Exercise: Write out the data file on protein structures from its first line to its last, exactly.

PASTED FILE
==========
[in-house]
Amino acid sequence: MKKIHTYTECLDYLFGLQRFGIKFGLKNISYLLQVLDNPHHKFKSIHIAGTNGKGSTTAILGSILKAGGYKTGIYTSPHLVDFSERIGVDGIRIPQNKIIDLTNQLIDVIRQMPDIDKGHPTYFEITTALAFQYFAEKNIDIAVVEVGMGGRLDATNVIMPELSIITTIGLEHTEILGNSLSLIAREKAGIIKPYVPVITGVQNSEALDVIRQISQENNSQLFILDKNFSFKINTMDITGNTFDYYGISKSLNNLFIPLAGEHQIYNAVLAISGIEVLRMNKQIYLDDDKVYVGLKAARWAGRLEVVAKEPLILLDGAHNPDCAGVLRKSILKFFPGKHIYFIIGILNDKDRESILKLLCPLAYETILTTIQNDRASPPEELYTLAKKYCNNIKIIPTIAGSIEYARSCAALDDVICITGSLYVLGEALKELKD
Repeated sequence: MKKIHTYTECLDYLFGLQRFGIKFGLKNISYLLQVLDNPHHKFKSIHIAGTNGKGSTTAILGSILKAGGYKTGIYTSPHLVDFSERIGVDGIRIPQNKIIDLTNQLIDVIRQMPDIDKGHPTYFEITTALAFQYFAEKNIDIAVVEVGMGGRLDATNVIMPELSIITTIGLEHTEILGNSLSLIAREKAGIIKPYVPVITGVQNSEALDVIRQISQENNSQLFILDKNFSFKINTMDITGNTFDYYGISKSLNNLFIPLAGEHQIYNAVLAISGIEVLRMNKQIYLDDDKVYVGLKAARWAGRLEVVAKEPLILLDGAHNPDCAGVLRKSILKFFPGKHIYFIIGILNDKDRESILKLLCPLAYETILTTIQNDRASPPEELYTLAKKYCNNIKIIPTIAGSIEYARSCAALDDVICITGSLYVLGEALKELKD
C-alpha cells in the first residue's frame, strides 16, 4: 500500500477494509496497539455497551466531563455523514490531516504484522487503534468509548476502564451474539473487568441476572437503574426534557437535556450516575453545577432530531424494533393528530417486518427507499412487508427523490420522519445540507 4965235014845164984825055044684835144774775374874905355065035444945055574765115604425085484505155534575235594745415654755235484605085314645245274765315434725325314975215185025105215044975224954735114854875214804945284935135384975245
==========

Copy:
[in-house]
Amino acid sequence: MKKIHTYTECLDYLFGLQRFGIKFGLKNISYLLQVLDNPHHKFKSIHIAGTNGKGSTTAILGSILKAGGYKTGIYTSPHLVDFSERIGVDGIRIPQNKIIDLTNQLIDVIRQMPDIDKGHPTYFEITTALAFQYFAEKNIDIAVVEVGMGGRLDATNVIMPELSIITTIGLEHTEILGNSLSLIAREKAGIIKPYVPVITGVQNSEALDVIRQISQENNSQLFILDKNFSFKINTMDITGNTFDYYGISKSLNNLFIPLAGEHQIYNAVLAISGIEVLRMNKQIYLDDDKVYVGLKAARWAGRLEVVAKEPLILLDGAHNPDCAGVLRKSILKFFPGKHIYFIIGILNDKDRESILKLLCPLAYETILTTIQNDRASPPEELYTLAKKYCNNIKIIPTIAGSIEYARSCAALDDVICITGSLYVLGEALKELKD
Repeated sequence: MKKIHTYTECLDYLFGLQRFGIKFGLKNISYLLQVLDNPHHKFKSIHIAGTNGKGSTTAILGSILKAGGYKTGIYTSPHLVDFSERIGVDGIRIPQNKIIDLTNQLIDVIRQMPDIDKGHPTYFEITTALAFQYFAEKNIDIAVVEVGMGGRLDATNVIMPELSIITTIGLEHTEILGNSLSLIAREKAGIIKPYVPVITGVQNSEALDVIRQISQENNSQLFILDKNFSFKINTMDITGNTFDYYGISKSLNNLFIPLAGEHQIYNAVLAISGIEVLRMNKQIYLDDDKVYVGLKAARWAGRLEVVAKEPLILLDGAHNPDCAGVLRKSILKFFPGKHIYFIIGILNDKDRESILKLLCPLAYETILTTIQNDRASPPEELYTLAKKYCNNIKIIPTIAGSIEYARSCAALDDVICITGSLYVLGEALKELKD
C-alpha cells in the first residue's frame, strides 16, 4: 500500500477494509496497539455497551466531563455523514490531516504484522487503534468509548476502564451474539473487568441476572437503574426534557437535556450516575453545577432530531424494533393528530417486518427507499412487508427523490420522519445540507 4965235014845164984825055044684835144774775374874905355065035444945055574765115604425085484505155534575235594745415654755235484605085314645245274765315434725325314975215185025105215044975224954735114854875214804945284935135384975245